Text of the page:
Police near Miami University seized at least 16 reportedly fake IDs Friday night.

The Oxford Police Department posted an image on Twitter of the allegedly fraudulent IDs.

“We didn’t get invited to any parties so we went Uptown last night,” the department posted on Twitter. “Thanks to all those that tried to pass Fake IDs to officers last night.”

PHOTOS: See photos of $1.89M mansion built by Charles F. Kettering

REPORT: Pike County Murders: 8 deaths, 2 years, no answers

The tweet had been shared 65 times and liked more than 500 times, as of this story’s publication.

The IDs appear to be from all over the nation, including Pennsylvania, Florida, Michigan, Illinois, Vermont, Maryland, and Maine. At least one appears to be from Ohio.

Pictures and other details, like addresses and ID numbers, are visible in the photo, prompting some users on Twitter to call out the department.

“Nothing like promoting identity theft…” said one user.

“Wow, how crappy of you to take something that is probably embarrassing and make a joke out of it,” said another. “Funny how you don’t do that for all of your arrests. What makes you so mean today?”

It’s not clear how the department ensured there were no legitimate identity theft victims included in the array of photographs. Oxford police did not immediately respond to emailed questions from this news organization seeking that information.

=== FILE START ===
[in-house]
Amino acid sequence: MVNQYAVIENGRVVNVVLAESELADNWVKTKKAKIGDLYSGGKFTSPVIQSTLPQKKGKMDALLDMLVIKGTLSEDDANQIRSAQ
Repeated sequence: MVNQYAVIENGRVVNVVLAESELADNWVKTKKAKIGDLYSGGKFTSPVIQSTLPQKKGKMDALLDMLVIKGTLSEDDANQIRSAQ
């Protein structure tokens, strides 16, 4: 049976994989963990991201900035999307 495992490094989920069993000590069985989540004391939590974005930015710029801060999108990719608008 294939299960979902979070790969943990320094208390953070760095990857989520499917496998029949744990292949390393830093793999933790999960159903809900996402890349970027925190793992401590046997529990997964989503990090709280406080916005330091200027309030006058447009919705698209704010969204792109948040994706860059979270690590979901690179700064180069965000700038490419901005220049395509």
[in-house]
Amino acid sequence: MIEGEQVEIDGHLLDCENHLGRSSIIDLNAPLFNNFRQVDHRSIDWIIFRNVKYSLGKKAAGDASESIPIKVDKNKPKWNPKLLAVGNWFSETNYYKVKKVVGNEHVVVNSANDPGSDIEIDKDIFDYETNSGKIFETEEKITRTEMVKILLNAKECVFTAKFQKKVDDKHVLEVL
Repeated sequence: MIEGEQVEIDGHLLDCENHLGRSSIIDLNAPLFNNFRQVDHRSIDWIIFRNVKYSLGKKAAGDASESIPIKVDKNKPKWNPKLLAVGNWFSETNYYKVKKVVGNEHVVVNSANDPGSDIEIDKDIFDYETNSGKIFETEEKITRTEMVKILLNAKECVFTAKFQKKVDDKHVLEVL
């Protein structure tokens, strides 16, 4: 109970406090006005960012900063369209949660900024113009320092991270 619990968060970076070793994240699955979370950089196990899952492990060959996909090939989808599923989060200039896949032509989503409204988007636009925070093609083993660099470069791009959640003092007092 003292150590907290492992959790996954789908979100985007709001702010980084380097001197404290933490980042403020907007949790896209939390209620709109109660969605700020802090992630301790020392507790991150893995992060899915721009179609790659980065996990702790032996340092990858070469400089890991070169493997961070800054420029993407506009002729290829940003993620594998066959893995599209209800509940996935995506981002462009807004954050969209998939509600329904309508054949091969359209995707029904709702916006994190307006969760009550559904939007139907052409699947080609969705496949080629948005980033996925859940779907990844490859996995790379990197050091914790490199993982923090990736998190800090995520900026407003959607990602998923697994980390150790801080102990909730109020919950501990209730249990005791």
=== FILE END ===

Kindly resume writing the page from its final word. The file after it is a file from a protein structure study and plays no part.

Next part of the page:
Also unclear is whether any of the individuals were charged.

Police departments across the country have used Twitter and other social media as a humorous outreach tool to build relationships with the community. This news organization’s partners at WCPO-TV Cincinnati reported last month that Oxford Police have “noticed less hesitance from civilians” since the social media outreach began.

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Pike County murders: 3 big questions, 2 years later

Published: Sunday, April 22, 2018 @ 10:30 AM

Clarence “Frankie” Rhoden and Hannah Gilley were killed and two childrens’ lives spared in their mobile home on Union Hill Rd. in 2016. Two years after the murder of eight Rhoden family members in rural Pike County, the crime remains unsolved. TY GREENLEES / STAFF
Clarence “Frankie” Rhoden and Hannah Gilley were killed and two childrens’ lives spared in their mobile home on Union Hill Rd. in 2016. Two years after the murder of eight Rhoden family members in rural Pike County, the crime remains unsolved. TY GREENLEES / STAFF

Two years after eight people were murdered in their homes in Pike County, Ohio, the shooting deaths remain unsolved.

Hannah Rhoden, 19, Christopher Rhoden Sr., 40; his ex-wife, Dana Rhoden, 37; their sons, Christopher Rhoden Jr., 16, and Clarence “Frankie” Rhoden, 20; Frankie’s fiancee, Hannah Gilley, 20; and relatives Kenneth Rhoden, 44, and Gary Rhoden, 38 died in the shootings.

FULL REPORT: Pike County Murders: 8 deaths, 2 years, no answers

1. What happened to the family in Alaska?